Code Smell 28 - Setters
The first exercise junior programmers do. IDEs, tutorials and senior developers keep teaching them this anti-pattern.
Set essential attributes on private initialization.
Mutation brings lots of problems
Information Hiding Violated
First step will be to forbid public attributes (if language allows them).
Secondly, we will search for methods setXXXX(), analyzing method structure (should be an assignment to attribute xxxx).
We should not forbid methods setting accidental state since this is valid. You should not name them setters, since they ask the object to change, but they don't set anything.
Setting attributes is safe for non-essential attributes.
Essential behavior is what distinguishes one object from another.
It is related to behavior and not data. It's not a primary key definition.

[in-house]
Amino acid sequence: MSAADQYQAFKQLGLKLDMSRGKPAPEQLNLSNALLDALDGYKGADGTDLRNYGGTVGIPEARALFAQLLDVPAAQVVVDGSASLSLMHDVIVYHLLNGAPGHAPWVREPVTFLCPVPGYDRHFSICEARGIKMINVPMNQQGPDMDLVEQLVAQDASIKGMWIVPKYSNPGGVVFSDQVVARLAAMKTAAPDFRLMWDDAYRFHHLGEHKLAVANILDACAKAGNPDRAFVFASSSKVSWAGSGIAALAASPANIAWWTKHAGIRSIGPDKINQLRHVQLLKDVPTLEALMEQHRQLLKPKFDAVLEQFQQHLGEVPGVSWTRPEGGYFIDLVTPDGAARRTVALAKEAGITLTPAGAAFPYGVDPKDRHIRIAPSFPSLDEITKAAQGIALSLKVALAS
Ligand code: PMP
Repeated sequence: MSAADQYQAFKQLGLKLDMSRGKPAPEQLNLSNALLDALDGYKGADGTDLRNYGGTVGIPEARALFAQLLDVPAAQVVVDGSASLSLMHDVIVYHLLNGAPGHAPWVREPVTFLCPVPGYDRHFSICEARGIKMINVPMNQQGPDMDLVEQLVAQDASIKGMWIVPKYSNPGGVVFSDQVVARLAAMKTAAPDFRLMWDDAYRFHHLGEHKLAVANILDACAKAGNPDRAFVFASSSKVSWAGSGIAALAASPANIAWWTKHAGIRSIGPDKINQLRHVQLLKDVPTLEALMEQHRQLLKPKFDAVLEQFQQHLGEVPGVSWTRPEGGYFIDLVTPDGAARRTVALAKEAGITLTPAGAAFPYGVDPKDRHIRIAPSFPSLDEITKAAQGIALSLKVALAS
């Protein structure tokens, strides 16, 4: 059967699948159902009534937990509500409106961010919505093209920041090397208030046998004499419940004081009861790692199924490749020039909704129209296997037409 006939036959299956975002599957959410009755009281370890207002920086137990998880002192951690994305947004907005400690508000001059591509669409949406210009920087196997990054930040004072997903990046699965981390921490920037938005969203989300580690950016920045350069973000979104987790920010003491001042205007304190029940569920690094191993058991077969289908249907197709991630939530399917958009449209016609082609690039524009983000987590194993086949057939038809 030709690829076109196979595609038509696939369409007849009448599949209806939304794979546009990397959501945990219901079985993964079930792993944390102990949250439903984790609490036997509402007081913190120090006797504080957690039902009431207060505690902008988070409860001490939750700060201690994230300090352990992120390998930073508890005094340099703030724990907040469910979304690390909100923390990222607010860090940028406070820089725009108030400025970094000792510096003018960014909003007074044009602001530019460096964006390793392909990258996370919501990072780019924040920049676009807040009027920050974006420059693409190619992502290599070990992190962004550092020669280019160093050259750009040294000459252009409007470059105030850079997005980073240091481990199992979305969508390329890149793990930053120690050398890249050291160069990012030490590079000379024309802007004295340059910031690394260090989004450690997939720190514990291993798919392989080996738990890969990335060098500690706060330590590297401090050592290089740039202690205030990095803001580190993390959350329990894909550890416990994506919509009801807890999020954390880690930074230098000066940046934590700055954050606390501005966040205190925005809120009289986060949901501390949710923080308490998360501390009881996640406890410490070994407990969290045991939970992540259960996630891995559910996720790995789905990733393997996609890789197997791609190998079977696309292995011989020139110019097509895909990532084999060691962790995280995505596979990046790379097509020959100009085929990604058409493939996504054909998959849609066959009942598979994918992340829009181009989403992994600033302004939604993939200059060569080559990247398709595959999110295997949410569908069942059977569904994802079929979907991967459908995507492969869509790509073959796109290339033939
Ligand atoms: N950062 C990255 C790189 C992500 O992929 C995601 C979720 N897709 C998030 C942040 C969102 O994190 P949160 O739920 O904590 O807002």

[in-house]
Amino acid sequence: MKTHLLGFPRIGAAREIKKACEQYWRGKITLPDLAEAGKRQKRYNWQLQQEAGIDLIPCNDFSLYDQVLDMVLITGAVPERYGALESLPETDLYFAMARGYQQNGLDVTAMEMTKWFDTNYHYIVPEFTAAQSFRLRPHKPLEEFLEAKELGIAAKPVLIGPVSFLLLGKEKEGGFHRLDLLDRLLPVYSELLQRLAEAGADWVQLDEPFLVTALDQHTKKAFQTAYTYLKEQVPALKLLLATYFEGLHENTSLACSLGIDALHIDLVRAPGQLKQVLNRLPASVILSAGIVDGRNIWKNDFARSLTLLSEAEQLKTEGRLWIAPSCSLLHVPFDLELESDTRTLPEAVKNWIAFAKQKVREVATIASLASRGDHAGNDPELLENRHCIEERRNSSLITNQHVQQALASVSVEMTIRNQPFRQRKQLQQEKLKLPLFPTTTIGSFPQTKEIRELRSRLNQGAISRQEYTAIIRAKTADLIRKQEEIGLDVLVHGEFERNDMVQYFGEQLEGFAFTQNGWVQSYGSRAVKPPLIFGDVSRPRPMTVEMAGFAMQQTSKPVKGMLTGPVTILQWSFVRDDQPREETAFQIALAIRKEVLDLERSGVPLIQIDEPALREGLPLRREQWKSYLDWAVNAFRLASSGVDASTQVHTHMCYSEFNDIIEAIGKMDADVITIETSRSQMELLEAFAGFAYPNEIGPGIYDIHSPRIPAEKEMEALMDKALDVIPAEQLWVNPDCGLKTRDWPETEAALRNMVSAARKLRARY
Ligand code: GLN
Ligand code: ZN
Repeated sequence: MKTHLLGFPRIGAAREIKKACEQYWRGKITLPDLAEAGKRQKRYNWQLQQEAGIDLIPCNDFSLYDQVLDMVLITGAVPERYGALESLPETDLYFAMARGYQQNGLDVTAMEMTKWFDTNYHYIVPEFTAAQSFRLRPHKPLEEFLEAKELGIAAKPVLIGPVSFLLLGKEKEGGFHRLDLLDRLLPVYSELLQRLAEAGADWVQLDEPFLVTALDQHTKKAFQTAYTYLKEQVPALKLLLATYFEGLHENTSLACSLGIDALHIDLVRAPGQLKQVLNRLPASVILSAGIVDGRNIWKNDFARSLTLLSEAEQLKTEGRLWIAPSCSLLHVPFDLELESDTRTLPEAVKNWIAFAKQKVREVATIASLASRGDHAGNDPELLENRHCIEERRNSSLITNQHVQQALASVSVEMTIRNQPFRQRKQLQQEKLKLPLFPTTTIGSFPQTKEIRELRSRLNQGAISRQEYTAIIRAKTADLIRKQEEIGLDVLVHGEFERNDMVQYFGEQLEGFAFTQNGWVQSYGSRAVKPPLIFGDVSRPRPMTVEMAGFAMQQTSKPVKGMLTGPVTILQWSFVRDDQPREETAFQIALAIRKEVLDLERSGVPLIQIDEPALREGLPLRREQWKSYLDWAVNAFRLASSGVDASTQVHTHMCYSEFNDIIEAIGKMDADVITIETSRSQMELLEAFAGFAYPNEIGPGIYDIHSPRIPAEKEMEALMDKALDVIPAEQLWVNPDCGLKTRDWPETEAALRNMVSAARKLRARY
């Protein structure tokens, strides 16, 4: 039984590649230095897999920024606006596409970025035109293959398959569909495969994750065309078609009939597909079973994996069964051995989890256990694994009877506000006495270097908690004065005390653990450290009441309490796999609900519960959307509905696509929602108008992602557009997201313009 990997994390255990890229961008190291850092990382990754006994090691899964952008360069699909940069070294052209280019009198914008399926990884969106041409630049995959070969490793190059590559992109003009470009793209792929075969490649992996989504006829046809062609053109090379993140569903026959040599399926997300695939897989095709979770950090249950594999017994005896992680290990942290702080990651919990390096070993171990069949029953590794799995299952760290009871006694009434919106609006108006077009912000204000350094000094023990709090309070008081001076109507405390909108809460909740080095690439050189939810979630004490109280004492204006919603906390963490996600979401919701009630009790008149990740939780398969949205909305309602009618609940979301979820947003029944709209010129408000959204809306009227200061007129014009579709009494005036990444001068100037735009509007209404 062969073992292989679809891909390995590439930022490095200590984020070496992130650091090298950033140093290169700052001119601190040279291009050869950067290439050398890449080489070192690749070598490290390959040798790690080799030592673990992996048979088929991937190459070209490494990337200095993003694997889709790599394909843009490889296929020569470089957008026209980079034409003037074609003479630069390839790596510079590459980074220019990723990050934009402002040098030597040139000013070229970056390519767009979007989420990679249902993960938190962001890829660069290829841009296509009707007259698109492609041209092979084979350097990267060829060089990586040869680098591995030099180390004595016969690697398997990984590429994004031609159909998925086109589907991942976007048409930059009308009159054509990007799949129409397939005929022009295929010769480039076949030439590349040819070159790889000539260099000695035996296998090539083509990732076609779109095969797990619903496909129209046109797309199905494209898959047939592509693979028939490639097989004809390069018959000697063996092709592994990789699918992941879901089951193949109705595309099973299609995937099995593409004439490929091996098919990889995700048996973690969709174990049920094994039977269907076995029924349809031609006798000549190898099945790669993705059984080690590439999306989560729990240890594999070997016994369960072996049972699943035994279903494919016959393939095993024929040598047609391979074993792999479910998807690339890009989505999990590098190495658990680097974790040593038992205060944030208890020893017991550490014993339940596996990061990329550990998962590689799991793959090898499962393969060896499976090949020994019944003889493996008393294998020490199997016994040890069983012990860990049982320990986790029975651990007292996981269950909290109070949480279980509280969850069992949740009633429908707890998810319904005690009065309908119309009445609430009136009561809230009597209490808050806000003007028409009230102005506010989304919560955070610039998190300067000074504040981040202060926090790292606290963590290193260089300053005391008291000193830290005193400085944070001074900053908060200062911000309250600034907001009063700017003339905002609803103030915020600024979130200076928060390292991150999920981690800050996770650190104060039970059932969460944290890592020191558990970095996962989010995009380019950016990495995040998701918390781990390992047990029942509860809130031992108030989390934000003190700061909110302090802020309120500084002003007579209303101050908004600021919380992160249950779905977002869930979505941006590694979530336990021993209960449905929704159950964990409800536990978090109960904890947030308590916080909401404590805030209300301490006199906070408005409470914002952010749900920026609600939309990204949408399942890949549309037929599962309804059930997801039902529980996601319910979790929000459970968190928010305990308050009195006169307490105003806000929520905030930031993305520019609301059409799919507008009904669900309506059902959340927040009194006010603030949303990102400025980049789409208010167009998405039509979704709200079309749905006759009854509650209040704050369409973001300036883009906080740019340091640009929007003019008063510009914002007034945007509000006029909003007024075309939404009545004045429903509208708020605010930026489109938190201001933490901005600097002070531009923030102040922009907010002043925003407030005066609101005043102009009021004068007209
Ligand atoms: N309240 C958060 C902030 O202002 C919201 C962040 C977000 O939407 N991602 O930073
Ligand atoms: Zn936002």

Setting accidental values has many drawbacks and considerations already mentioned.
Creating incomplete and anemic objects is a very bad practice.
This habit violates mutability, fail fast principle and real world bijections.
Here is the full discussion on Setters
Object-oriented programming languages support encapsulation, thereby improving the ability of software to be reused, refined, tested, maintained, and extended. The full benefit of this support can only be realized if encapsulation is maximized during the design process.
This article is part of the CodeSmell Series.